What To Do With Pits And Bones At The Dining Table

Fruit Pits and Bones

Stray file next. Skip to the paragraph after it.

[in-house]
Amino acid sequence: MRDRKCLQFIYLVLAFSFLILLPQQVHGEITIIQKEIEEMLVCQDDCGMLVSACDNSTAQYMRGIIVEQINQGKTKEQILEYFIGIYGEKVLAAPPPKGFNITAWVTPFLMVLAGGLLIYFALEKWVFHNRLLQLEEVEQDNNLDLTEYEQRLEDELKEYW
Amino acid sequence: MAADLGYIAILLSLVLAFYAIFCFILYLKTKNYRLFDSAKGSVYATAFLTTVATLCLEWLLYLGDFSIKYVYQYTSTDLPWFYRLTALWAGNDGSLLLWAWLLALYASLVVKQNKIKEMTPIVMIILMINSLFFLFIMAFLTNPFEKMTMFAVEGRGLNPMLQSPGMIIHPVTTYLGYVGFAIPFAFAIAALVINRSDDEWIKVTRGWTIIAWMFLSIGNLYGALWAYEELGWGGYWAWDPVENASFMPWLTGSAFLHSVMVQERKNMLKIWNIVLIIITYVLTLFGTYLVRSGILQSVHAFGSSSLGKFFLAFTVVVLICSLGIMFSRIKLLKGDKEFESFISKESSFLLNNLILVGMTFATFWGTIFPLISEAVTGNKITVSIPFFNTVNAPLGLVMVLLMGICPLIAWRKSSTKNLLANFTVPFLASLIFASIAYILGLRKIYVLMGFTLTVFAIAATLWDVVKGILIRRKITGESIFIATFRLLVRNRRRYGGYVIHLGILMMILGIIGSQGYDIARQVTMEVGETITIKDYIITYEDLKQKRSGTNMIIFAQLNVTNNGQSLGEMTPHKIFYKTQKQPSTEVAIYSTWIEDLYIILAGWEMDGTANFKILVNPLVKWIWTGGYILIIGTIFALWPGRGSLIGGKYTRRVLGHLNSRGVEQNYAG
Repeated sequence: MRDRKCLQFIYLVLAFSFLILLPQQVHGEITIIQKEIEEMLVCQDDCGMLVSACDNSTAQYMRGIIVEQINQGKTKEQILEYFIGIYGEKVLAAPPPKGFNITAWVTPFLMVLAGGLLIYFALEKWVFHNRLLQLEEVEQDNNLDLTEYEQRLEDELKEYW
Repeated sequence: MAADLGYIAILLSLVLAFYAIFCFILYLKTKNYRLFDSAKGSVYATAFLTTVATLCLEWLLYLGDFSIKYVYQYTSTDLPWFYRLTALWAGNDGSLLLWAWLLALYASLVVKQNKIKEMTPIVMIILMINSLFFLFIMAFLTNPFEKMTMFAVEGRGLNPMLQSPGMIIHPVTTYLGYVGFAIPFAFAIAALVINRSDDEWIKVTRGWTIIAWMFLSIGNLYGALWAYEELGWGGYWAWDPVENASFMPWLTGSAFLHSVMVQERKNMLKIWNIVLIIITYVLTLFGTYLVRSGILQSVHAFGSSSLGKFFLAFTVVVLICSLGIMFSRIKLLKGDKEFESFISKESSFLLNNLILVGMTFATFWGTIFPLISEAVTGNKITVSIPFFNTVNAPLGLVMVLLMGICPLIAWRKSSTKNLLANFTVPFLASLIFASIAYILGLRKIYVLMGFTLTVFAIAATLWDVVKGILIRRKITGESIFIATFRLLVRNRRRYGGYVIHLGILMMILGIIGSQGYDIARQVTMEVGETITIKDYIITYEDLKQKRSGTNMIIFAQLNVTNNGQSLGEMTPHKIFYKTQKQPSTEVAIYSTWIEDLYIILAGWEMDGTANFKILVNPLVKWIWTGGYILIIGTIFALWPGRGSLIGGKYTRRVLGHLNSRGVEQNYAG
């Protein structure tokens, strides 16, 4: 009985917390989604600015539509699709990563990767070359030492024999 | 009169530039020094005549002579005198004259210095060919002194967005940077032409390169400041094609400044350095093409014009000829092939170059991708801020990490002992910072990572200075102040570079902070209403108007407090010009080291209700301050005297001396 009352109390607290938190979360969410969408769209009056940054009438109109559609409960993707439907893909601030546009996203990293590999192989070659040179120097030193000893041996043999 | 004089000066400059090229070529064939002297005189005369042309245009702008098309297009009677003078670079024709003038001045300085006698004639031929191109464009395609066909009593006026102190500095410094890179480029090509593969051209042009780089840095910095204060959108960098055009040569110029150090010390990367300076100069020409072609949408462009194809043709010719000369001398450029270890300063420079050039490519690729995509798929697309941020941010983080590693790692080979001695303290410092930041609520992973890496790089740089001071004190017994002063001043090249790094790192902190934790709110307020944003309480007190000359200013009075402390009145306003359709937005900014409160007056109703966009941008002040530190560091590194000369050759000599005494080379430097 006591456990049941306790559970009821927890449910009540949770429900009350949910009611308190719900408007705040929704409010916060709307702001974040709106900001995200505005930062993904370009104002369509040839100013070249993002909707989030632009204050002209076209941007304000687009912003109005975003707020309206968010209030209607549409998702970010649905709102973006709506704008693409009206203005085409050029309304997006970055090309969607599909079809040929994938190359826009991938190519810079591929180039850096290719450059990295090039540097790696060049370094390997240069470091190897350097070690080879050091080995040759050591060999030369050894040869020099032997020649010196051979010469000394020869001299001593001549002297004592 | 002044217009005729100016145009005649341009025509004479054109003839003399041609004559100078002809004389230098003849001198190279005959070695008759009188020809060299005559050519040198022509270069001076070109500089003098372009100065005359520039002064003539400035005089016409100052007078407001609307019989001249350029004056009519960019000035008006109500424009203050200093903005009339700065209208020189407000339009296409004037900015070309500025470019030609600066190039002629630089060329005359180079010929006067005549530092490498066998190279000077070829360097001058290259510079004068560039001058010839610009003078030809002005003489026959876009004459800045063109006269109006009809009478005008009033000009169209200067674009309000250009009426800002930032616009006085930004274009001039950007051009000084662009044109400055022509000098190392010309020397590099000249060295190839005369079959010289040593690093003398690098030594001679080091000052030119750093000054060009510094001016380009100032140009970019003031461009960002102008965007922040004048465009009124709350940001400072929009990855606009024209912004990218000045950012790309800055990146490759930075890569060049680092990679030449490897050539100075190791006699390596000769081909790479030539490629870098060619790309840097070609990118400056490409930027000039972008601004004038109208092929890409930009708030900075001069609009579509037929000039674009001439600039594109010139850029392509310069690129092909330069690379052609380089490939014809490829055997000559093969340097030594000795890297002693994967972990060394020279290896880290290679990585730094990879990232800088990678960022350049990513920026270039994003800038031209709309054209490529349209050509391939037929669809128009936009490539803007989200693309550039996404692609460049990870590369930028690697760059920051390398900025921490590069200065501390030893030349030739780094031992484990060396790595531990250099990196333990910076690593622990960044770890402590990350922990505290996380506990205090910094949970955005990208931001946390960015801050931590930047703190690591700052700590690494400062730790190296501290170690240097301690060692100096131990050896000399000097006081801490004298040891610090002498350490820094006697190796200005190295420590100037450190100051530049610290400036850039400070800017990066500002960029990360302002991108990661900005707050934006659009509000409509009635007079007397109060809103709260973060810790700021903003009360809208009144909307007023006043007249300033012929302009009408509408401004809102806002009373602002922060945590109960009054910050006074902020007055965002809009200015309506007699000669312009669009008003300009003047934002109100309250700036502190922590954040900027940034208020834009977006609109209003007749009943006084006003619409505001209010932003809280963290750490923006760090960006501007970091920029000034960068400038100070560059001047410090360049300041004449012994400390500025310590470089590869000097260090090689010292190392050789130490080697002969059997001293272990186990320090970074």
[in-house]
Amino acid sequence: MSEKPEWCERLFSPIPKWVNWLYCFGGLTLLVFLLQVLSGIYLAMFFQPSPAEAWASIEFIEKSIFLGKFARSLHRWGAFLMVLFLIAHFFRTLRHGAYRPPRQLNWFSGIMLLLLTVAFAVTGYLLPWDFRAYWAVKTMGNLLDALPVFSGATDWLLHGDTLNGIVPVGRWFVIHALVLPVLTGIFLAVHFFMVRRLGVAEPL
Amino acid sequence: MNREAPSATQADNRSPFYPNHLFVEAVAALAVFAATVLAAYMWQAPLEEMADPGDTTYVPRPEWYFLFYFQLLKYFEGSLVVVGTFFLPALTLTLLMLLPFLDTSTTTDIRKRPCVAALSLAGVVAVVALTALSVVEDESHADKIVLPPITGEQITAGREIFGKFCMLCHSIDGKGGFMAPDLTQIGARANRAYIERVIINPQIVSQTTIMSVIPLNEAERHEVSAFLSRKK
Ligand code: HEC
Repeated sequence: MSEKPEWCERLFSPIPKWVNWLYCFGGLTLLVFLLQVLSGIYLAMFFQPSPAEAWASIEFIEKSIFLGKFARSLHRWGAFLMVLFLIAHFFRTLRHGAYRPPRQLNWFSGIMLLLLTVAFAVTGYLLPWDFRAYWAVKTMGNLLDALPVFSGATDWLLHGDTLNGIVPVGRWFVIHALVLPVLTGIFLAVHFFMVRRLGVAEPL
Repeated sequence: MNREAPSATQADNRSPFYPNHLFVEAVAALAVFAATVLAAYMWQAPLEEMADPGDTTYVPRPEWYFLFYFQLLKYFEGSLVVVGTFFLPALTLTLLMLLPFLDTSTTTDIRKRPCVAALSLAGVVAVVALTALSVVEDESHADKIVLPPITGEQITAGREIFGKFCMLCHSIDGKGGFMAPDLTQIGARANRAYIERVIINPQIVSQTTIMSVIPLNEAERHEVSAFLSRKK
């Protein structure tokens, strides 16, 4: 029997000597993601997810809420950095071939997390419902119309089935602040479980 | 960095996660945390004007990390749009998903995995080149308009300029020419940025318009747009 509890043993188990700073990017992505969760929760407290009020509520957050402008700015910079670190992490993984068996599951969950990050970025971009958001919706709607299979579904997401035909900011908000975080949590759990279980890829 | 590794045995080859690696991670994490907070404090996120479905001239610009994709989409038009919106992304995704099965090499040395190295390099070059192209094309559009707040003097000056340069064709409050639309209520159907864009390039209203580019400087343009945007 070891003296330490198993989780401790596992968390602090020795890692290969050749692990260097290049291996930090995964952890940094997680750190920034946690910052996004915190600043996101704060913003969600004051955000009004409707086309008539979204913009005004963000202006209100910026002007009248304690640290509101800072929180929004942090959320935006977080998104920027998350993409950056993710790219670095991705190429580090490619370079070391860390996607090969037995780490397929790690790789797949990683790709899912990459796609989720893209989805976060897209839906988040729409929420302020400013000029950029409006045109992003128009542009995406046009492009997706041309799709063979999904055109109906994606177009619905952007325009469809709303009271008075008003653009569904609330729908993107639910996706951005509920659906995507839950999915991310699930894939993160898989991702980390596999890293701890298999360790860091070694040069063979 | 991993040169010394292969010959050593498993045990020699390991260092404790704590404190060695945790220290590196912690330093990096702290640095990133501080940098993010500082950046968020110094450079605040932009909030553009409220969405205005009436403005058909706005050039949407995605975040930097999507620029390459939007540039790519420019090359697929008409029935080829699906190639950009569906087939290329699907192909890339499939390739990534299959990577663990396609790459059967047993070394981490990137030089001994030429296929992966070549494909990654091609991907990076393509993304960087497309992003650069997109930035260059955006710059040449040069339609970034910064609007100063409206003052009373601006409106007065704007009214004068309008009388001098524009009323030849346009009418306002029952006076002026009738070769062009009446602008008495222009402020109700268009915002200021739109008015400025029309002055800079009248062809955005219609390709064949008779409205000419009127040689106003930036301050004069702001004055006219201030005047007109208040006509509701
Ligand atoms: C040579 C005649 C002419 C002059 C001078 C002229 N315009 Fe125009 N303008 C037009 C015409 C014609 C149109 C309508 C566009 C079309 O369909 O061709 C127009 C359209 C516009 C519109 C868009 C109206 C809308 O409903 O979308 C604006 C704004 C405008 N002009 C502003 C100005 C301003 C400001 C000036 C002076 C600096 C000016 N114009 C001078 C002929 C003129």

The general consensus of the experts on etiquette is that the “graveyard” of the dinner plate is its upper left side; it is there that all things inedible must go.  It is there, for example, that pits are placed and bones are laid to rest—after they have been eaten clean. But it is the manner in which they are placed there that may sometimes be a matter for debate.  Pits and bones large enough such that they will not slip through the tines of a fork are removed from the mouth—again, only after they have been eaten clean—by placing the fork, tines held sideways and upward, slightly against the lips, so that the item in the mouth, with the aid of the tongue and the lips, may be carefully released unto the tines of the fork, thereafter to be carefully lowered onto the plate. When items are so small or thin that they would slip through the tines of a fork, they are removed from the mouth with the fingers or released from the mouth into a loosely fisted hand, depending on the item. A thin fish bone, for example, would be removed with the thumb and index finger then placed onto the plate, while the seed of an orange would be deposited directly from the mouth into a loosely fisted hand and then released onto the plate.  Never—ever—should one’s napkin be used in an attempt to discretely conceal items being removed from one’s mouth or to conceal items once they have been removed from one’s mouth.

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